The Lost City

Convinced that Ciudad Perdida (literally ‘Lost City’) was infected with bad energy, the oldest indiginous group in Colombia, the Tyronas, decided to close the city for a few months in order to cleanse it through their ceremonial practices. Then they opened it up for visitors again this fall. We decided to take the one possible route to see the mysterious abandoned town: A week-long transcendent treck through the tropical jungle of Sierra Nevada.

The crew: The Spanish and Colombian scientists, Gregory Hainz the Canadian, Amber Able the skiinstructor, Swiss Stefan, an actor, the hounds(wo)man hunting foxes with her hounds, her horse, a horn and a hat and the drumplaying flyfishing ex-pastor from Montana. All of us were under the ruling power of our local guide Miguel’s whistle for the past 5 days.

We tracked in open coca-fields, in the midst of the jungle, by waterfalls, natural pools, gigantic trees we all could fit in, cliffs, mules, slippery sloaps, steep sloaps, steaming sweat, mud, and suns rising through Mowgli’s morning misty lianas. And all this time we passed through indigenous ancient cultures that haven’t changed a bit since The Lost City was alive and functioning, more than a thousand years ago.

The Lost City is believed to have been the once mighty capital of the Tyronas, and the political and economic centre. It was also here the Shamans (spiritual leaders) practiced their offerings and ceremonies. The ancient now overgrown city was appearantly also once one of the largest cities on the subcontint with wide boulevards and road links. But without any written records, the archelogists are still trying to figure out what led the inhabitants to suddenly disappear without a trace, causing the embrace of mother earths branches for the following 1500 years or so. Until 8 farmers & grave robbers “found” it in 1973. The custom among the Tyronas was to bury the dead underneath the house, and then build a new house on top of the same ground. So even though the only visible layer was the top one, there were layers and layers of terraces (most of which had served as foundations for the houses) and tombs hidden underneath. The 8 farmers new this and digged for tombs with gold, but were killed shortly after by other farmers in foughts over the finds. Only by the mid 80-ies The Lost City was opened for public visitors, under the official Governmental “control”. But the indigenous are still in ruling. The 100% pure people who worship and live off of the nature are highly respected by their fellow Colombians. And many Colombians wants to believe they are “little brothers” of the indiginous Tyronas, who as early as in the 5th century AD had developed into an outstanding civiliazation based on complex social organization and advanced engineering. We were told a lot of insider stories on how they live their lives, but were also told not to spread them. So unfortunately I’m not gonna share the juicy details of the Tyronas, but I can say that their lifestyles are in many ways noteworthy. These indiginous are not caught in any kinds of wheels, and won’t accept money if it was thrown after them. They live in peace with the nature and the energies surrounding them (and us). The same energies that we in the “civilized” world are too busy and ignorant to recognize.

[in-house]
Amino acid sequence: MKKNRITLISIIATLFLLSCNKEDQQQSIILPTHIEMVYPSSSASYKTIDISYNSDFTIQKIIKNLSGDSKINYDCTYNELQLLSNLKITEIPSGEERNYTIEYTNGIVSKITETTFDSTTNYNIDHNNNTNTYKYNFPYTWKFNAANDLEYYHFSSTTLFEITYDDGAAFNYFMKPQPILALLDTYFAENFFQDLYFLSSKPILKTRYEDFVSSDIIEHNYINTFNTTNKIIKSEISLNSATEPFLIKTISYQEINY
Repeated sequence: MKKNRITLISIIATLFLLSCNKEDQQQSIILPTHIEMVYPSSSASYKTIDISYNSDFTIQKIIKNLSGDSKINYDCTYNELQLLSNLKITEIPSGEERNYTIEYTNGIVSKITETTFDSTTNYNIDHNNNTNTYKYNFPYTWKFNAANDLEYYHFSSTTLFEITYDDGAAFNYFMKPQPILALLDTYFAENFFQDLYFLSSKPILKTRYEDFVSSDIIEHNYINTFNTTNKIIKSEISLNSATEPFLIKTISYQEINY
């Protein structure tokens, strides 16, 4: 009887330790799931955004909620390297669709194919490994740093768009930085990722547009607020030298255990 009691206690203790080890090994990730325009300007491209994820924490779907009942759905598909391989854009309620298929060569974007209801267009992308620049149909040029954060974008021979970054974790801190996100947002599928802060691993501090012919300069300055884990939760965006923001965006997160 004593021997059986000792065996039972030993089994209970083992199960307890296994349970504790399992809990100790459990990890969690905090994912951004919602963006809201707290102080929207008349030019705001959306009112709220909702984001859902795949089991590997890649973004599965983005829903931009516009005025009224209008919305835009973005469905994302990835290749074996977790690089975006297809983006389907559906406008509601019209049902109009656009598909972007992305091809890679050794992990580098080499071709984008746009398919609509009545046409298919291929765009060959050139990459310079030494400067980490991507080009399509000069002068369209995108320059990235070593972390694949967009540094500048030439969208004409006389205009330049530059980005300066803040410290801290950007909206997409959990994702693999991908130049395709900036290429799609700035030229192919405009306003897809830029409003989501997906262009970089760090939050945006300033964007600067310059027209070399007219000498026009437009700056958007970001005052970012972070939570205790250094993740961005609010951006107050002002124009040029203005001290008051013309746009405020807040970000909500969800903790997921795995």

New #17 note to self: Don’t so easily use your relax-time infront of the telly, but spend more time in the nature. Are you in for a tenting summer in the Oslove jungle camp-comerades Marty T and Gunvor?

Psst… Rumors say there is one another lost city in the Colombian jungle, but the indiginous keeps the location for themselves…











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